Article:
DISASSOCIATION IN SOCRATES AND EURIPIDES
In the satires of Aristophanes the older ideals are seen in strong contrast to the new. Formerly men were of strong physique, and heroic in duty to the city-state in peace and war. Æschylus sang the love of country. The virtues were social in character, such as endurance in war, devotion to family, the giving of wealth to equip galleys for war. Heroes were men of action. Now, under the leadership of dramatists like Euripides and philosophers like Socrates, men think and do not act. The new virtues are individual in character, such as intellectual analysis and wit. Private wealth has taken the place of sacrifice in war; romantic love has superseded devotion to the family; discussion has taken the place of action. Men cultivate strong bodies for athletic display, not for service of the state. Instead of the symmetrically developed men of action, Aristophanes sees paunchy, puffing gentlemen sitting with Socrates, spinning out fine phrases and wrestling with fine-drawn quibbles.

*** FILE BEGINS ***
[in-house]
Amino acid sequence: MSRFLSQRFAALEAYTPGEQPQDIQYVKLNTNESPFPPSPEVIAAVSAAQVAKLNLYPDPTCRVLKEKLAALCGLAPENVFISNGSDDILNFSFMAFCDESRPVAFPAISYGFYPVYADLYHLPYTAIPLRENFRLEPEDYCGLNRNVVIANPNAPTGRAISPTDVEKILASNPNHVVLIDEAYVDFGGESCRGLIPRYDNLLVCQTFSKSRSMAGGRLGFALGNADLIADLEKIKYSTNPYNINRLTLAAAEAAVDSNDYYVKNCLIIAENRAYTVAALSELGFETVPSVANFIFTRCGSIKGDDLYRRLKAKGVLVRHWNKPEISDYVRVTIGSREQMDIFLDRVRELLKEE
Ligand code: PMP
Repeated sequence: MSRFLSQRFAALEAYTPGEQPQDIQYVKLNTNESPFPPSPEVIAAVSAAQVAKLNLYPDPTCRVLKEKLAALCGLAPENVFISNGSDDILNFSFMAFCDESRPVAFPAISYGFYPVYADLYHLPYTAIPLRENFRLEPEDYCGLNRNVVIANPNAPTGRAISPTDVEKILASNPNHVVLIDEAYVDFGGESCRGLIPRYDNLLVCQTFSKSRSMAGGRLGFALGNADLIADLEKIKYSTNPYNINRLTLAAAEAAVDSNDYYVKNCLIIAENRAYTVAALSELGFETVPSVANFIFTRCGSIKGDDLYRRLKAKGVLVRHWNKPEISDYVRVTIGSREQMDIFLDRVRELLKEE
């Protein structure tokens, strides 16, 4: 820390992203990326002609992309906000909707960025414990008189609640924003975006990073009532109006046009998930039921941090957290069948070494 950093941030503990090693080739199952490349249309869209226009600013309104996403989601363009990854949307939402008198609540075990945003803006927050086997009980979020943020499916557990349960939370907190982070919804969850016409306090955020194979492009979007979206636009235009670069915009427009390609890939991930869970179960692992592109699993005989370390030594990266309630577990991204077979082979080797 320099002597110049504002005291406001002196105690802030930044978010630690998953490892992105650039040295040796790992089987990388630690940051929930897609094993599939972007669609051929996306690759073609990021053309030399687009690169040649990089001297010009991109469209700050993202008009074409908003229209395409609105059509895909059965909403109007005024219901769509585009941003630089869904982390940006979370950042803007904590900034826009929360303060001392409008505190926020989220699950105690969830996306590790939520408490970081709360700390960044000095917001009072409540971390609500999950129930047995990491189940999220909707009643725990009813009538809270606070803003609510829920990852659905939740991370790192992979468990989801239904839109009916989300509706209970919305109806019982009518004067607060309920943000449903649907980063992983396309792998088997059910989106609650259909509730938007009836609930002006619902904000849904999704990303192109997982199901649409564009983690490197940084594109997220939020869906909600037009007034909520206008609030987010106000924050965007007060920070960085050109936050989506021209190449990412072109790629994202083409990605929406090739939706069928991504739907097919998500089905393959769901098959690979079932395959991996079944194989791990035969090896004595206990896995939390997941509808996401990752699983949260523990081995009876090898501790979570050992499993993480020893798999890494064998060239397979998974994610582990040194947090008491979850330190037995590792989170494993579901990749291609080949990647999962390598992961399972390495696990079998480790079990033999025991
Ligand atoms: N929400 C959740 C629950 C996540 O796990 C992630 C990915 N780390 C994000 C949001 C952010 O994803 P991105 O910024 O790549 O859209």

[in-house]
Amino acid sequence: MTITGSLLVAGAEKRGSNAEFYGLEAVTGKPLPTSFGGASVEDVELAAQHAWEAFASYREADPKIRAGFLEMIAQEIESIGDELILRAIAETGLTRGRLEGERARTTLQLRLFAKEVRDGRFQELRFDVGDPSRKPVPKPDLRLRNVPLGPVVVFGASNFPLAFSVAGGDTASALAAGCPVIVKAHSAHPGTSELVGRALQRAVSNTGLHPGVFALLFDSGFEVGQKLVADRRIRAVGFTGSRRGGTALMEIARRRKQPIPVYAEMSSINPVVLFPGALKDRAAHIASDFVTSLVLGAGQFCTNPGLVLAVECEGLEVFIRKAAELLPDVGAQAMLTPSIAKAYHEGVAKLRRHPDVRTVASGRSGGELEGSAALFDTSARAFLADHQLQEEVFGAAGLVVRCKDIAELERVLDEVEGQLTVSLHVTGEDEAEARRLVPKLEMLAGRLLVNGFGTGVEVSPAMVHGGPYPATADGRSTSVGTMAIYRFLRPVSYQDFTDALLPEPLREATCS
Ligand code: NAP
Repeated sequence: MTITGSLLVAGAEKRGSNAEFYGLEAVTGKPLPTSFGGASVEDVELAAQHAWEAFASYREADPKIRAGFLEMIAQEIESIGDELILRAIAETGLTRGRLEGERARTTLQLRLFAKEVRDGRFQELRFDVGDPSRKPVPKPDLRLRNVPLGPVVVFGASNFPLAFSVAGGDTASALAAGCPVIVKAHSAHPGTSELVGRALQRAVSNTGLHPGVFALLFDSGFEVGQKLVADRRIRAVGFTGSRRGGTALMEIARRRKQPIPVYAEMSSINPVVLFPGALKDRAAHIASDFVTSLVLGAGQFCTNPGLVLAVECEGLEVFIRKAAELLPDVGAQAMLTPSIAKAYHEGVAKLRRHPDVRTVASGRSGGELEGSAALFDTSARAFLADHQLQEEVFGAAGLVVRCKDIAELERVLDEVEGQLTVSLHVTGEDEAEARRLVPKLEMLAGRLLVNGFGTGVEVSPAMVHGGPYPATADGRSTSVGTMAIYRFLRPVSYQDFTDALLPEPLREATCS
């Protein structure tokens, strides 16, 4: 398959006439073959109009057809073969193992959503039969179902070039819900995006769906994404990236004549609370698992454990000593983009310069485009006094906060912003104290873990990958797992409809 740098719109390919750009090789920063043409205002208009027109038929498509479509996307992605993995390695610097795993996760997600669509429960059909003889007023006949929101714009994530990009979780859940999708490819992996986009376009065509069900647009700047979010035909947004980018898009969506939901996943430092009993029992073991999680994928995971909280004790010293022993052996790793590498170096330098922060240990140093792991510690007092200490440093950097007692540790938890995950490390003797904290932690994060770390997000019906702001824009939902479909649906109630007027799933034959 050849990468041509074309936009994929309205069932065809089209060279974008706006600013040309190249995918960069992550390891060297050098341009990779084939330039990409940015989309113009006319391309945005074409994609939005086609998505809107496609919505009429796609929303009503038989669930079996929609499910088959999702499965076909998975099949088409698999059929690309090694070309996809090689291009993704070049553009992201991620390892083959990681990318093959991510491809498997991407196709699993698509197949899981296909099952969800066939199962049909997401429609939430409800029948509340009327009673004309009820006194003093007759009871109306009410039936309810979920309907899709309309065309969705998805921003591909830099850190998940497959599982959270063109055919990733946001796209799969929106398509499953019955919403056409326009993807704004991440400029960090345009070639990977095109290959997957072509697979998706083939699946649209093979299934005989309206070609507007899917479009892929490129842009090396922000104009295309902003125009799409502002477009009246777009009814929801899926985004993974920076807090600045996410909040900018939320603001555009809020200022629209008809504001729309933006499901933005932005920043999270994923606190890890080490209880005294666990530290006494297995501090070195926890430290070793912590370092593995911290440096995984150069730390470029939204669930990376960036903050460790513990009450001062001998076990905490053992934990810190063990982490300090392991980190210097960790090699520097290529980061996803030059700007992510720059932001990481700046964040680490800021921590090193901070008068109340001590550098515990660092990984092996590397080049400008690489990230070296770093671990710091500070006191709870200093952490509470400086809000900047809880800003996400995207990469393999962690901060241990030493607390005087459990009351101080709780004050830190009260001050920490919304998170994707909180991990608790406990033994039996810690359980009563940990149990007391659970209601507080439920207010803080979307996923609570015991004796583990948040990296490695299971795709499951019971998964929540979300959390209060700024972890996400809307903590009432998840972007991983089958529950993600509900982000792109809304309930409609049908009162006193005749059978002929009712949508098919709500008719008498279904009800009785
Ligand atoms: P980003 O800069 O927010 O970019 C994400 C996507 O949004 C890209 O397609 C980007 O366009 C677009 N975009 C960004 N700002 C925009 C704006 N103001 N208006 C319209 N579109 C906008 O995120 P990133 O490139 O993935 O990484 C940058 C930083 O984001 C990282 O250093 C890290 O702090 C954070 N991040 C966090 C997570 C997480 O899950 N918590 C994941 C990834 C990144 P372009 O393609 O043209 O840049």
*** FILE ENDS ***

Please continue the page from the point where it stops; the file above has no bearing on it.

In Plato's Apology Socrates states that he left the sphere of public life with its political parties, its demands of trained speech in the assembly, its military duties, because he could not have survived in public